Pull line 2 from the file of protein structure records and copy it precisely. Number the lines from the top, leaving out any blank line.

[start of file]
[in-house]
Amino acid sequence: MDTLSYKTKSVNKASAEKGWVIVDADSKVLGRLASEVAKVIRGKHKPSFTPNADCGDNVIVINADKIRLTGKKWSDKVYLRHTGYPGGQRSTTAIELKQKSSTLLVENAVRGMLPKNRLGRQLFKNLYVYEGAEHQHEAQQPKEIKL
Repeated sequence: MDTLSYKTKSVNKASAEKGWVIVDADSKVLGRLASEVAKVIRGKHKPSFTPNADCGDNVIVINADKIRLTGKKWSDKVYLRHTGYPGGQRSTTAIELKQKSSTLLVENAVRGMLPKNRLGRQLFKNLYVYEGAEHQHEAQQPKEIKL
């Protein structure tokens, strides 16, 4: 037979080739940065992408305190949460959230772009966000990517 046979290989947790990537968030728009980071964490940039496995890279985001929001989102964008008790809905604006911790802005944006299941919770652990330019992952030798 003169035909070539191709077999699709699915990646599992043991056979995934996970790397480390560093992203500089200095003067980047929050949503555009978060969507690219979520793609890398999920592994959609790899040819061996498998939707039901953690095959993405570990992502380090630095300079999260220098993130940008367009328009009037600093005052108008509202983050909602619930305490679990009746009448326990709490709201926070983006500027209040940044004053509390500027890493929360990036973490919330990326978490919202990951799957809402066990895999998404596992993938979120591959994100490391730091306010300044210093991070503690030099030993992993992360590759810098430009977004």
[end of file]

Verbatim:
Amino acid sequence: MDTLSYKTKSVNKASAEKGWVIVDADSKVLGRLASEVAKVIRGKHKPSFTPNADCGDNVIVINADKIRLTGKKWSDKVYLRHTGYPGGQRSTTAIELKQKSSTLLVENAVRGMLPKNRLGRQLFKNLYVYEGAEHQHEAQQPKEIKL